Romney: I never paid less than 13 percent in taxes
Mitt Romney's decision to address the tax question appeared to be an attempt to put the issue behind him, but at least initially, it had the opposite effect.
The New York Times
WASHINGTON — Mitt Romney said Thursday that he paid at least 13 percent of his income in taxes each year during the past decade, again confronting an issue that Democrats have used to portray him as out of touch with middle-class people.
Calling the interest in his personal tax returns "small-minded" in light of the nation's problems, Romney said he had nonetheless examined the last 10 years of his personal tax returns after Democrats suggested he might not have paid anything at all in some years.
"Every year, I've paid at least 13 percent," he said, referring to his effective federal income-tax rate, which is a higher effective rate than most people pay.
Romney's decision to address the tax question Thursday appeared to be an off-the-cuff attempt to put the issue behind him.
But at least initially, it had the opposite effect. Democrats seized on his comments to again demand proof of his claims by releasing multiple years of his tax returns.
"We would say: 'Prove it, Governor Romney,' " said Ben LaBolt, a spokesman for President Obama.
The re-emergence of the tax issue consumed another day of the campaign and added to the sense of a shift in direction for a candidate who had once steadfastly refused to talk about anything other than job losses during Obama's tenure, the unemployment rate and the nation's growing debt.
After Romney's decision to name Rep. Paul Ryan of Wisconsin as his vice-presidential choice, the campaign is instead waging an aggressive battle on Medicare, welfare and Obama's character. That change in focus can be seen in the campaign's ads and in Romney's speeches.
Romney made the remarks about his taxes Thursday at a hastily arranged news conference at an airport in South Carolina, where he sought to amplify the Medicare argument he had been making since selecting Ryan. To drive home his point, Romney drew numbers on a white board.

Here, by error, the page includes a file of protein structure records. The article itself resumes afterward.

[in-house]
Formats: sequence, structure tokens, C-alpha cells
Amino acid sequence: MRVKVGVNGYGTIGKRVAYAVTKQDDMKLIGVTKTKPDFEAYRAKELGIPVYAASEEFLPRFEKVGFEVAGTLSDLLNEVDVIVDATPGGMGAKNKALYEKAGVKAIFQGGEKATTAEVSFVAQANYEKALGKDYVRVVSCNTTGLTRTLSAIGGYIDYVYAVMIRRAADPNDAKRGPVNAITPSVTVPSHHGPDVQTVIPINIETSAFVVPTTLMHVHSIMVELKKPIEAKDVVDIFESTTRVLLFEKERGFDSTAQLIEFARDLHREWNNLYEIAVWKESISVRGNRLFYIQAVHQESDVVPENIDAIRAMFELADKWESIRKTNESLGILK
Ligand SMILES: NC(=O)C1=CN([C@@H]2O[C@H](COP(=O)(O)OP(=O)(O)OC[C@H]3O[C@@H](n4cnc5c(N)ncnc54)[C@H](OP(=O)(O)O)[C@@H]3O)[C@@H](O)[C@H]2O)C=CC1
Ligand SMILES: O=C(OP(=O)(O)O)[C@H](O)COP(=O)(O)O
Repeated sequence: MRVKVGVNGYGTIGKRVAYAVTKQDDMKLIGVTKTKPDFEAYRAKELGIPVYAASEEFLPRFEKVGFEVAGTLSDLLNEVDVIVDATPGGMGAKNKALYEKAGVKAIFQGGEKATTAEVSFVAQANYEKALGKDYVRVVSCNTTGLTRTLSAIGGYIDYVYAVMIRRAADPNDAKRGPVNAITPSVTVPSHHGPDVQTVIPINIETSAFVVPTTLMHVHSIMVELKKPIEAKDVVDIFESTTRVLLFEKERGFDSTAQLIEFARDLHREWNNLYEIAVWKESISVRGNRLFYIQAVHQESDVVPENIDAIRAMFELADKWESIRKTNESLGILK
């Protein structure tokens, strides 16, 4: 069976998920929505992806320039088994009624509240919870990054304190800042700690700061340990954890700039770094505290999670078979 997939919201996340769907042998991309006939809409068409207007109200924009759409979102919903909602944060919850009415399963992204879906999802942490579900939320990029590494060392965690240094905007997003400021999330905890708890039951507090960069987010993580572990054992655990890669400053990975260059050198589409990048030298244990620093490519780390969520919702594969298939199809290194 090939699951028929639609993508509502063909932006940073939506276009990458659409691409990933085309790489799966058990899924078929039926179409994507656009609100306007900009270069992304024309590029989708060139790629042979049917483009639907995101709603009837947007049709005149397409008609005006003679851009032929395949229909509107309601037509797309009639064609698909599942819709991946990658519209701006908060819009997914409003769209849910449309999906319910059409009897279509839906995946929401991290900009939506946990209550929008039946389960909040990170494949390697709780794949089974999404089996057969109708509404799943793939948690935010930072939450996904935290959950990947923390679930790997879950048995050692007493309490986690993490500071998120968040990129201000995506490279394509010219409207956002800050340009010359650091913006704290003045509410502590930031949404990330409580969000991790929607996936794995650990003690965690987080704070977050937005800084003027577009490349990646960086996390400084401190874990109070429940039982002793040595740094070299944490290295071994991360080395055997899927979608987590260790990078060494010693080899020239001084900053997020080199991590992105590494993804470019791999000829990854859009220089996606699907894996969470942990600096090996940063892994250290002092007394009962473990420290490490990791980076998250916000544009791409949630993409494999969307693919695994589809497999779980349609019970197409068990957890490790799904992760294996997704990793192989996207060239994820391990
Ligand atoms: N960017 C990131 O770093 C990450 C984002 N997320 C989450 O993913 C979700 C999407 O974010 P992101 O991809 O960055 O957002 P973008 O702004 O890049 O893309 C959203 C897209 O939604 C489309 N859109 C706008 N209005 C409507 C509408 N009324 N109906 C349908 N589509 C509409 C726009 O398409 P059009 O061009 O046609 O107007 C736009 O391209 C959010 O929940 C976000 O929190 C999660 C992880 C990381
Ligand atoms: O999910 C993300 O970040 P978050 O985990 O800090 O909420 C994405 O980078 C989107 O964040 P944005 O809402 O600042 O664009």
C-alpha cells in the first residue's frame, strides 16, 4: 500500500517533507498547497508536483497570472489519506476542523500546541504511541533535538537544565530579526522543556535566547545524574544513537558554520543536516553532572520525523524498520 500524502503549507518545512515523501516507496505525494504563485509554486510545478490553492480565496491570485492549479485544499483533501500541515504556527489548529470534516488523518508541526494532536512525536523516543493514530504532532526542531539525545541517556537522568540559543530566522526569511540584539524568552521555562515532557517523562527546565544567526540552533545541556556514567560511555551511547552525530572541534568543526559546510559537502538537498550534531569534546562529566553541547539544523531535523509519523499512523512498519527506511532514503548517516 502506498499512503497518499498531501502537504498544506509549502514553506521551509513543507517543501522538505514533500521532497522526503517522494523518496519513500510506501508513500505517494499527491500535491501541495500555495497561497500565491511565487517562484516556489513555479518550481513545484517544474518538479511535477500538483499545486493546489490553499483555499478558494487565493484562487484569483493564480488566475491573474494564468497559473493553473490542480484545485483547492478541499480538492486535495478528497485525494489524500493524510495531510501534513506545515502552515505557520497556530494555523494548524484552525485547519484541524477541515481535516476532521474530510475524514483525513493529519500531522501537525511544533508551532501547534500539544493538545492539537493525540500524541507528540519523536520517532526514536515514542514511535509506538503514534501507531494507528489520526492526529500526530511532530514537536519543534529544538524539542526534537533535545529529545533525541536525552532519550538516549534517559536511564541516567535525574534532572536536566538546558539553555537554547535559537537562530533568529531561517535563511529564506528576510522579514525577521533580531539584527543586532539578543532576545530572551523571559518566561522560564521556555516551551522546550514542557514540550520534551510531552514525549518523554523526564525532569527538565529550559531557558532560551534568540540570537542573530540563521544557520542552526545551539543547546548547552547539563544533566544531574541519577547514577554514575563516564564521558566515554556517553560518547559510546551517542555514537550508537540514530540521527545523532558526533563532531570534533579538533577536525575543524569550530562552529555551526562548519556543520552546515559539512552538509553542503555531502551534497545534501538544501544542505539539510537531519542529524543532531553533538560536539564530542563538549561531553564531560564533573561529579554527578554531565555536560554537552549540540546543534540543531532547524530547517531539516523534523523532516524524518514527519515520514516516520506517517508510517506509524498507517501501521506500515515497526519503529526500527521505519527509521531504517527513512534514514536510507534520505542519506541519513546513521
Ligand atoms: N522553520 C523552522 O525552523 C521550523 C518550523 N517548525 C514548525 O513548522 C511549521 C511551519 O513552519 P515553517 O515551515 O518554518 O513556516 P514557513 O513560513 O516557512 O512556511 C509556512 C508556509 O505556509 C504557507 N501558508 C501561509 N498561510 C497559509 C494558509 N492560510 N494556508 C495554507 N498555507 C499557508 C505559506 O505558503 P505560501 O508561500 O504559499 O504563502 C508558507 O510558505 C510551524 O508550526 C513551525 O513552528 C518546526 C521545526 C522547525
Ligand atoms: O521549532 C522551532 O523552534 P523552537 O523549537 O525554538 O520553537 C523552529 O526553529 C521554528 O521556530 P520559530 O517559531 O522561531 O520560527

It was a moment that delighted aides back at his campaign headquarters in Boston — until Romney answered a question about his income taxes. For the rest of the day, his statement about his taxes received more attention than his original statement on Medicare.
Sen. Harry Reid of Nevada, the Democratic leader, has asserted — without providing proof — that Romney paid no taxes in some years, presumably by using offshore tax shelters and other legal accounting measures.
Romney had already denounced the remarks as false. But he has refused to release more than his full return for the 2010 tax year and a short summary of taxes he paid in 2011.
In saying that he paid a tax rate of at least 13 percent, Romney and his wife would still have had a higher income-tax rate than most households.
More than 46 percent of households did not pay any federal income tax in 2011 because their income was low enough that deductions and credits reduced their bill to zero.
Even a typical household making $100,000 a year would pay closer to a 10 percent average federal income tax rate than a 15 percent rate, Congressional Budget office data suggest.
In 2011, Obama and his wife reported an effective federal income-tax rate of 20.5 percent. In 2010, their rate was just more than 26 percent.